Liz Thomas (aka Snorkel) is a thru-hiker most known for breaking the women’s unsupported speed record (former) on the Appalachian Trail in 2011. She has also completed end-to-end thru-hikes of the Appalachian Trail, the Pacific Crest Trail, and the Continental Divide Trail (the so-called “Triple Crown”). Known for backpacking light, fast, and solo, Liz has also walked a bunch of other North American trails including the “Little Triple Crown” (Long Trail, Colorado Trail, John Muir Trail) in one season. In 2013, Liz walked the world’s first urban thru-hike, the Inman 300 in LA. It was surprisingly pretty rad.
Despite growing up in the California suburbs as a “sheltered” child with a Japanese mom who made her practice piano all the time, Liz tried to spend as much of her formidable years on the small, narrow patches of open space not captured by the sprawl. Once she got to college, Liz went crazy—by hiking mountains solo in the dark before class. For Liz, ultralight backpacking transformed the outdoors from a realm of burly, bearded men with 80 pound packs to that of strong, speedy women with endurance. Since discovering ultralight backpacking, Liz has spent the past seven summers doing nothing but walking (and eating copious amounts of food whenever she comes upon a town).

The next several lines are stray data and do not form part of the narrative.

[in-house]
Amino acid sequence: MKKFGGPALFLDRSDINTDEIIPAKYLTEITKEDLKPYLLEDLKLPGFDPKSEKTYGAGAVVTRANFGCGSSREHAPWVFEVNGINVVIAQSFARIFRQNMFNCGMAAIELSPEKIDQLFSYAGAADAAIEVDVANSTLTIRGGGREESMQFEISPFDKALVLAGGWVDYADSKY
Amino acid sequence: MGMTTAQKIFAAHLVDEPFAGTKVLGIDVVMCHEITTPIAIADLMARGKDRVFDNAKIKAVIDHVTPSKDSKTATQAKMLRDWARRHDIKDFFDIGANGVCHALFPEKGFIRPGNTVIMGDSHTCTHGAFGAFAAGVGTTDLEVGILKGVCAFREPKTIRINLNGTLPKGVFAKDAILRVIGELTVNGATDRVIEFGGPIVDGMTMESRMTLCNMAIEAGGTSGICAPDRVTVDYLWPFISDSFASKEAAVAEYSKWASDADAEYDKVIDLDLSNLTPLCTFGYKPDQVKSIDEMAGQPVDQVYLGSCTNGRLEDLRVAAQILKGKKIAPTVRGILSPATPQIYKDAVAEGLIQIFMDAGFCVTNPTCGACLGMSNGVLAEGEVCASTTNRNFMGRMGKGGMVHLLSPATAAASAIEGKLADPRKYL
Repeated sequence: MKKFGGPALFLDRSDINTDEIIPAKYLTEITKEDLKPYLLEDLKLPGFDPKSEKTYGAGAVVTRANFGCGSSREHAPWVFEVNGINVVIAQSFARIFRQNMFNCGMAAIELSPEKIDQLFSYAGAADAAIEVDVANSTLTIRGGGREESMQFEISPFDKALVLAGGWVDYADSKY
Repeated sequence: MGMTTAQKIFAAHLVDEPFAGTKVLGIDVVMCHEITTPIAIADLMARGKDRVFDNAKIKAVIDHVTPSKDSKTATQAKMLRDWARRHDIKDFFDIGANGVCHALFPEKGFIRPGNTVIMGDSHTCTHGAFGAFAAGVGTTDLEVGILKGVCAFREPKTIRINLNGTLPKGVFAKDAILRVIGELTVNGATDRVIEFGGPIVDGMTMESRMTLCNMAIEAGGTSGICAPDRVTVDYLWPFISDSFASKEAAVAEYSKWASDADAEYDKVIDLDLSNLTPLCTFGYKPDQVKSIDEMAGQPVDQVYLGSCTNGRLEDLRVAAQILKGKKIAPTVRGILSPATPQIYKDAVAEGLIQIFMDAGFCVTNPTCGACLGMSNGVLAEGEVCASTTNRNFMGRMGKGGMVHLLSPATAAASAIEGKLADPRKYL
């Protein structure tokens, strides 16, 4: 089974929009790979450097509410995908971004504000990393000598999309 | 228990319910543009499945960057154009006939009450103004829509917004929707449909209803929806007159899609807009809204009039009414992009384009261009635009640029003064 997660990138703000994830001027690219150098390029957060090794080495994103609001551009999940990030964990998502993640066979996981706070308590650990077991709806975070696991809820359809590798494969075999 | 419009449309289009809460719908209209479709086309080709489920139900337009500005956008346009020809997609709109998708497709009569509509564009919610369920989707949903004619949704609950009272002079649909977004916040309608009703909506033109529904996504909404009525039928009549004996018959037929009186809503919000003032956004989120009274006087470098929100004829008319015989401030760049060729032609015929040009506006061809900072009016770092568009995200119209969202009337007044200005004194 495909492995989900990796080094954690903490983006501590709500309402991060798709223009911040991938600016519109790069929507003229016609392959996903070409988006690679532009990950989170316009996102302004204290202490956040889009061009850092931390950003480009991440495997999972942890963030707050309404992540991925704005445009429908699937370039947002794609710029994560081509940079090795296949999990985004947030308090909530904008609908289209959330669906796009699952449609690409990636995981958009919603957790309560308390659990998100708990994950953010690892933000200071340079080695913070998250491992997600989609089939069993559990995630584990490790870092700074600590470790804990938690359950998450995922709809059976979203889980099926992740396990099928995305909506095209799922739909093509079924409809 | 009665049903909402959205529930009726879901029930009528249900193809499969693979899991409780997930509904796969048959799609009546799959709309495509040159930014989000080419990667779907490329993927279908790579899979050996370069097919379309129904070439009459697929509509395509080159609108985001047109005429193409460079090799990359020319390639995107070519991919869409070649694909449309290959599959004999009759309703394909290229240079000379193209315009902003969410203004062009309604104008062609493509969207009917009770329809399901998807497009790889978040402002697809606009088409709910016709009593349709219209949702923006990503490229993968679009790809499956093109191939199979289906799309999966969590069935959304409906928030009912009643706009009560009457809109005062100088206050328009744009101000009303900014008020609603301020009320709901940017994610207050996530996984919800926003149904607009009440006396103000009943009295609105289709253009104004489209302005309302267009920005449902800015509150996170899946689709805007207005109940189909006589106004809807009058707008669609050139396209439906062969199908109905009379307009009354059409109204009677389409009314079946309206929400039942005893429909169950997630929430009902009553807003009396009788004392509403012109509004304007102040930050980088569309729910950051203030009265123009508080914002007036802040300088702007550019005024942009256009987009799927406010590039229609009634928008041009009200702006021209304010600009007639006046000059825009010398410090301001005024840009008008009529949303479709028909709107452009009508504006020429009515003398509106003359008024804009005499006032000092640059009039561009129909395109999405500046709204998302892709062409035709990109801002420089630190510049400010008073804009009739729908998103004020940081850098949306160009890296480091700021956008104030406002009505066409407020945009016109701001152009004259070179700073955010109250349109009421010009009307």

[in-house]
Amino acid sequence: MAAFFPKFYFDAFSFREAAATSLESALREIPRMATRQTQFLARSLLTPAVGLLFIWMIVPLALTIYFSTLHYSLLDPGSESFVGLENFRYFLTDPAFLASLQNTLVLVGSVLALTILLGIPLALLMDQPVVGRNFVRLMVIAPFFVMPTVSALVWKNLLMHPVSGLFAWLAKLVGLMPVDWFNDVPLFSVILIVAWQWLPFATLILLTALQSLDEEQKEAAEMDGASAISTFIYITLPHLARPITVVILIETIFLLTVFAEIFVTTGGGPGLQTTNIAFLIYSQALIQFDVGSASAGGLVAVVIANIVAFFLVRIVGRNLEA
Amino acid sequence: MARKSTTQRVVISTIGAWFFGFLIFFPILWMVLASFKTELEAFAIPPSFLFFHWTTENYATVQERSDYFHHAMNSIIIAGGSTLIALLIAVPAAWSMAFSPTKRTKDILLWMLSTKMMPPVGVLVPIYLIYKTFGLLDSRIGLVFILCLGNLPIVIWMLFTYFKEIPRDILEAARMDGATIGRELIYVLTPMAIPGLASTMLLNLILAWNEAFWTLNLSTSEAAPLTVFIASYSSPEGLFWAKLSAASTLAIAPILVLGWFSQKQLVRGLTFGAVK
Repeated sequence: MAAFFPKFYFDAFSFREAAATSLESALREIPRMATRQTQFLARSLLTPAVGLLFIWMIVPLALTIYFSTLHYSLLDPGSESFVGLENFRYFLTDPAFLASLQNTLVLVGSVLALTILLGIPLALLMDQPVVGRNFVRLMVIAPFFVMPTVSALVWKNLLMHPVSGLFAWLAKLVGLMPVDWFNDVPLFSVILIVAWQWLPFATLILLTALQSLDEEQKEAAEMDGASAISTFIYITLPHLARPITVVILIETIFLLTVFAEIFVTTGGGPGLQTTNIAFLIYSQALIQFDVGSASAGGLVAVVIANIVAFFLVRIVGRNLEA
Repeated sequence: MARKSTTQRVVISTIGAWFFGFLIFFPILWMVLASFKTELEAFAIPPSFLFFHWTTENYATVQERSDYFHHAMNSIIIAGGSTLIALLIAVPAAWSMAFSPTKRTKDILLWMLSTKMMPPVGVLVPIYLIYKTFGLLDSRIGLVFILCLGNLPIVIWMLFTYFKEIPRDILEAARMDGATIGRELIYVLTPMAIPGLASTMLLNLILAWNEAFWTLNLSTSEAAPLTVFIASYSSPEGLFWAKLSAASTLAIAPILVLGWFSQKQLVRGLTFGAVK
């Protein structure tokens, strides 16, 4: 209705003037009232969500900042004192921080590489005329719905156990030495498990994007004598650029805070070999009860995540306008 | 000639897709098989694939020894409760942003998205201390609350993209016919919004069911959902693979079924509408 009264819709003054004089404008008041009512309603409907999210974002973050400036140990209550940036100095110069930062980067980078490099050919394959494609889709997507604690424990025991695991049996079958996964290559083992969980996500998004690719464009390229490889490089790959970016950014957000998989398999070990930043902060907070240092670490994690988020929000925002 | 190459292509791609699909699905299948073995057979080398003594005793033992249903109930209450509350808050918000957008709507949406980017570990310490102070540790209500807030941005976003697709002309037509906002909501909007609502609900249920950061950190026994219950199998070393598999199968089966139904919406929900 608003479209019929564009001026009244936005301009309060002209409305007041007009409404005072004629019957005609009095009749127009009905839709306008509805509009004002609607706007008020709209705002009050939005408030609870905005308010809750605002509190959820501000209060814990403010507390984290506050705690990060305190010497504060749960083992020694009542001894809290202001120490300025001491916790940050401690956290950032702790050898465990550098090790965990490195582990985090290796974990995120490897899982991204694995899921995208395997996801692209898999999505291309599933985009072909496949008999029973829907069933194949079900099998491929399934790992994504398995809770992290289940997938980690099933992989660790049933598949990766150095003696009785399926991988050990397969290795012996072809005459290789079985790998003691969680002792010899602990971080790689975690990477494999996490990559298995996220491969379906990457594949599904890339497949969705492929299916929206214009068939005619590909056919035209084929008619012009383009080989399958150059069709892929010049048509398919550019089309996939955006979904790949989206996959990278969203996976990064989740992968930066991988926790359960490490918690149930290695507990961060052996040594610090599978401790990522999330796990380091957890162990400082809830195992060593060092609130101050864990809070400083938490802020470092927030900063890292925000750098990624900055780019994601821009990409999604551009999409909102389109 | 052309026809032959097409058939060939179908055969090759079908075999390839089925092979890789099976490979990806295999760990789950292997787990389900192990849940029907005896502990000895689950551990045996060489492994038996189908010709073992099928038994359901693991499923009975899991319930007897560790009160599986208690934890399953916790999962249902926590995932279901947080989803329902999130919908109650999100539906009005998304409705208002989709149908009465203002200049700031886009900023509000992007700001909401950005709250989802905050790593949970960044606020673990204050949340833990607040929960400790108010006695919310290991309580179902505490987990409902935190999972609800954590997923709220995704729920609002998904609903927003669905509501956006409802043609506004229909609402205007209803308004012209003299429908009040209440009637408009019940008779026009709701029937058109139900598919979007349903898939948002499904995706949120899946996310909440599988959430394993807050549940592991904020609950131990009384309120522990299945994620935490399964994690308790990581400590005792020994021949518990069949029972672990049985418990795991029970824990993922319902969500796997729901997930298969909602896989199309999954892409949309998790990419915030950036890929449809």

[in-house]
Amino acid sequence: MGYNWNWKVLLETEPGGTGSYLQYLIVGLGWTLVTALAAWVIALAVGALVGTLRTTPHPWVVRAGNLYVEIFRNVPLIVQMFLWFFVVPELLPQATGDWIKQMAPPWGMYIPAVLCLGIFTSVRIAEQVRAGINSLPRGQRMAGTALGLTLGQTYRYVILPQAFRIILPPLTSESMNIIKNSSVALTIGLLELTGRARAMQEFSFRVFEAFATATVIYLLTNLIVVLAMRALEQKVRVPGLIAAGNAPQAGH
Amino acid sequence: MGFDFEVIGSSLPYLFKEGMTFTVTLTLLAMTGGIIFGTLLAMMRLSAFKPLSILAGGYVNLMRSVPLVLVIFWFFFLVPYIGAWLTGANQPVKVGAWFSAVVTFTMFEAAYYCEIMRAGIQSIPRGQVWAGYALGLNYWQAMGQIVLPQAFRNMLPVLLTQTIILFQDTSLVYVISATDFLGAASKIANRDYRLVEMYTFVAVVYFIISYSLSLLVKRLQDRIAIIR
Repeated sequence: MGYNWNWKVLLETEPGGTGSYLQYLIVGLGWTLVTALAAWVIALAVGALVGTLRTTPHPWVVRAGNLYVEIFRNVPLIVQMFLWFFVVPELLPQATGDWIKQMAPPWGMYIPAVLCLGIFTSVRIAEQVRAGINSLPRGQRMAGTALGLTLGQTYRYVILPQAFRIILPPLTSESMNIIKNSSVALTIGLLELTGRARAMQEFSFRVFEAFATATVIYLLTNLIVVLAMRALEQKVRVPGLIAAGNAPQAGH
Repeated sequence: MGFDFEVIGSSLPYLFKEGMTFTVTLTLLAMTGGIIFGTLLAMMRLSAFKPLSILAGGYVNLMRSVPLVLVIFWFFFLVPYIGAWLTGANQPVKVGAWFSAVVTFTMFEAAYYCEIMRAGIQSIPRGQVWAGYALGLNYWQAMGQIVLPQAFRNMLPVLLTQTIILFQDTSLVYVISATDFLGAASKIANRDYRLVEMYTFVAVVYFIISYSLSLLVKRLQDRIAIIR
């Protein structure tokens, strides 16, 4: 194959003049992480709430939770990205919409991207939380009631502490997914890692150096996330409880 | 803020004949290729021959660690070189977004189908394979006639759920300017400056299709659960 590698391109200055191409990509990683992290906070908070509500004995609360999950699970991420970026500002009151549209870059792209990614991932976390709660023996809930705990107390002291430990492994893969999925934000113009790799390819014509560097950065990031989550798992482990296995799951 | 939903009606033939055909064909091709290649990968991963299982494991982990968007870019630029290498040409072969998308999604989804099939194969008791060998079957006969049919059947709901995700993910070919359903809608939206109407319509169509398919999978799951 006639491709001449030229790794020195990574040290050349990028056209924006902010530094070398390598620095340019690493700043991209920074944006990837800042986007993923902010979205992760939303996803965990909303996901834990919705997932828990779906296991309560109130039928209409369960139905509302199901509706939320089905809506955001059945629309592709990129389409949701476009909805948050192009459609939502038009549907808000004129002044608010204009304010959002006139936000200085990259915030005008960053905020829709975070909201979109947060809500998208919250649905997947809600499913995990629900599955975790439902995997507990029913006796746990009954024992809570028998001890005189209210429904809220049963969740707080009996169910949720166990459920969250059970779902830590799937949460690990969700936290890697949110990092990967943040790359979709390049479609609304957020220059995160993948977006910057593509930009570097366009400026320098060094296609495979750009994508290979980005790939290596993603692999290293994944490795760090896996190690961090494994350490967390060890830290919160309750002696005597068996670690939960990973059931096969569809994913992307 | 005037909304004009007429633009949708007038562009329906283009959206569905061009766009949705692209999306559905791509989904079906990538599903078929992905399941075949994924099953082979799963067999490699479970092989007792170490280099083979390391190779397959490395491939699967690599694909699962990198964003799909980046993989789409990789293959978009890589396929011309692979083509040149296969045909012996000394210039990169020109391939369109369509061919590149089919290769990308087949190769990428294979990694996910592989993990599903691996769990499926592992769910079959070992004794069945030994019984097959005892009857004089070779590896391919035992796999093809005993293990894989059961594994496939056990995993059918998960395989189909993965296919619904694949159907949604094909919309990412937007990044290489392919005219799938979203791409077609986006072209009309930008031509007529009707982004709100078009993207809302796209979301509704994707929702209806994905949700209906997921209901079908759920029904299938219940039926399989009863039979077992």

Home: Denver, CO
The great thing about being a transplant to Colorado is that there are so many amazing places to explore that I usually haven’t had to go to the same place twice yet. An exception to that is the Incline on Pikes Peak and Rocky Mountain National Park.